While these cardiovascular and respiratory centers are clearly what led 19th century neuroscientists to consider the medulla the center of vital functions, the full range of activities of the medulla is considerably more diverse. In addition to the reflexive cardiovascular and respiratory actions mentioned above, neuronal groups in the medulla are also responsible for other reflexive actions like swallowing, coughing, sneezing, and vomiting. Vomiting is controlled by an area of the medulla called the area postrema, which is not protected by the blood-brain barrier. This lack of blood-brain barrier protection allows neurons in the area postrema to come into contact with the blood. By doing so, area postrema neurons can detect potentially toxic substances in the blood and trigger vomiting if present.
There are a number of other important nuclei in the medulla. Several cranial nerve nuclei are found there, as well as the inferior olivary nuclei, which are densely interconnected with the cerebellum and thought to play a role in motor control. The nucleus gracilis and nucleus cuneatus are both found in the medulla; they are important nuclei along a pathway called the dorsal columns-medial lemniscus, which carries sensory information to the brain.
The medulla's position as the lowest part of the brainstem also causes it to also be a conduit for a number of tracts that pass from the spinal cord into the brainstem and from the brainstem into the spinal cord. For example, the corticospinal tract---a major descending tract for voluntary movement---passes from the medulla into the spinal cord. The corticospinal tract and another tract called the corticobulbar tract, which is involved with movement of the head and neck, form triangular bundles of fibers in the medulla that create ridges on the outside of the brainstem. The bundles and associated ridges have been termed the medullary pyramids, and the corticospinal and corticobulbar tracts are often referred to as the pyramidal tracts because of their association with the pyramids. At the junction of the medulla and spinal cord, the corticospinal tract decussates, or crosses over to the other side of the body, before continuing down into the spinal cord. The location of this decussation is referred to as the pyramidal decussation.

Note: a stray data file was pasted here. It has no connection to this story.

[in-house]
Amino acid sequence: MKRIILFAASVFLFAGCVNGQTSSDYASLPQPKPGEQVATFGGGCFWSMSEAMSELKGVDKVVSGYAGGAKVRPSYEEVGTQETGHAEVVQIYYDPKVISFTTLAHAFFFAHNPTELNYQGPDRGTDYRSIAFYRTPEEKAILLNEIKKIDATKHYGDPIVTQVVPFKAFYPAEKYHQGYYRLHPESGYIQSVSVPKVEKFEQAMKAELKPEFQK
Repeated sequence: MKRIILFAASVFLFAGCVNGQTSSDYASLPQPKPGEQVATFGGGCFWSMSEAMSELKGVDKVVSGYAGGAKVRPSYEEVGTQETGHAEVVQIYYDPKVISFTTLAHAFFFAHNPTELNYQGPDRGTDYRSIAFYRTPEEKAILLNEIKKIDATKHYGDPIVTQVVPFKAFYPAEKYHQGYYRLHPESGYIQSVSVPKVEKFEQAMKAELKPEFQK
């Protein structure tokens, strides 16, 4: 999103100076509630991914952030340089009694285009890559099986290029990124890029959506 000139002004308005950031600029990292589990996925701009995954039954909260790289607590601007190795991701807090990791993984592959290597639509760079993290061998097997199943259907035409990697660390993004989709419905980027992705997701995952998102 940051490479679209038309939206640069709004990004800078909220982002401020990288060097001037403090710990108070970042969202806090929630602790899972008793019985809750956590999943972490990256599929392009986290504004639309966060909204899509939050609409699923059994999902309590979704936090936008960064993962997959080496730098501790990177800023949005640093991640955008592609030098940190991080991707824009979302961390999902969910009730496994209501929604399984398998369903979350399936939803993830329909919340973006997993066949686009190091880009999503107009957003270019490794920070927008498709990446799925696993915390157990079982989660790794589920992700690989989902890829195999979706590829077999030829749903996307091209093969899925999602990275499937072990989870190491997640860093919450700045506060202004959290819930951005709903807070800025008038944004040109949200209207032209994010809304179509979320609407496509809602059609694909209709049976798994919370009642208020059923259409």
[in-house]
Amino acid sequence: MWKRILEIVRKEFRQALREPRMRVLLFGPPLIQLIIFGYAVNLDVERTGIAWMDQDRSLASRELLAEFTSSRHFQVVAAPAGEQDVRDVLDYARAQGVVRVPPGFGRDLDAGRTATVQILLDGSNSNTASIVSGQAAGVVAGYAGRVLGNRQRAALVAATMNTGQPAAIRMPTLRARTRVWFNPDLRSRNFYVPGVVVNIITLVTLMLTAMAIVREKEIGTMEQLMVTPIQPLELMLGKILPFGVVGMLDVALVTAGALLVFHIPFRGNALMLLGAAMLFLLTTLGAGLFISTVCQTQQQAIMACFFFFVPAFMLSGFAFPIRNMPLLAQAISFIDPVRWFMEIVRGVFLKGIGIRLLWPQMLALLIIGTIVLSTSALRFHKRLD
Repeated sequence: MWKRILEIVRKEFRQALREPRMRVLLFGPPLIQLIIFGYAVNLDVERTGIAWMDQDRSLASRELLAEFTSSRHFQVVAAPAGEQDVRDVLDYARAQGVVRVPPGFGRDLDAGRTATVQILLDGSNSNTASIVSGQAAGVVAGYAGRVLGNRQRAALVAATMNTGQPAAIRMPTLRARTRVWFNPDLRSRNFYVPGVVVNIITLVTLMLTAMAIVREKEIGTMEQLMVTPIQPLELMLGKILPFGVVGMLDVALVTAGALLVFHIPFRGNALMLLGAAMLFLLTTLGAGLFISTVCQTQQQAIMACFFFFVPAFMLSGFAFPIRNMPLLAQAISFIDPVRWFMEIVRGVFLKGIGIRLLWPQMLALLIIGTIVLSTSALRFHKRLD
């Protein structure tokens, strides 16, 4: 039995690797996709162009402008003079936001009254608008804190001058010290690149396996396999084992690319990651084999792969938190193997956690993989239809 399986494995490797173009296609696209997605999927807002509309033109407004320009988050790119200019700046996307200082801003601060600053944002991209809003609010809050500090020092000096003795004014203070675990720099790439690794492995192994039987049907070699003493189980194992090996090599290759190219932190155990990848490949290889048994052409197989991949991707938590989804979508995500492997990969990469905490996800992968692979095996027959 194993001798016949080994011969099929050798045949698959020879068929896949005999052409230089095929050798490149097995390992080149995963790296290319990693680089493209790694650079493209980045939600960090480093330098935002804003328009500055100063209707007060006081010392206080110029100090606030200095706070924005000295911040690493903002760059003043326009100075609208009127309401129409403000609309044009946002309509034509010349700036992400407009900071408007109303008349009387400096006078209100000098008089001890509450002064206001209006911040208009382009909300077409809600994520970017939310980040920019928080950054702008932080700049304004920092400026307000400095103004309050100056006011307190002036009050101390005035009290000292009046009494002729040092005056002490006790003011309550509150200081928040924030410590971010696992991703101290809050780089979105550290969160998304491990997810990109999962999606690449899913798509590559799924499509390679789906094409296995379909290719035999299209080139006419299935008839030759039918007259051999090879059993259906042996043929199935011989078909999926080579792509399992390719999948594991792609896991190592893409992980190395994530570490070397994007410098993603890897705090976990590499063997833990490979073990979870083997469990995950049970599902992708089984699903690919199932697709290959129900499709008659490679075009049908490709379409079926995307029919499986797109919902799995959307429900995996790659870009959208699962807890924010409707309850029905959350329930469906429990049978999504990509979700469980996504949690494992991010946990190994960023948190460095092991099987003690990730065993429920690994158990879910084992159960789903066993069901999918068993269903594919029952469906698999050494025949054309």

Thus, the medulla oblongata's functions are extraordinarily diverse and include those that are essential to life as well as to other important activities like movement. Due to its role in regulating vital functions, however, you could make the argument that the medulla is perhaps the most important area of the brain.
Nolte J. The Human Brain: An Introduction to its Functional Anatomy. 6th ed. Philadelphia, PA. Elsevier; 2009.
Watch this 2-Minute Neuroscience video to learn more about the brainstem.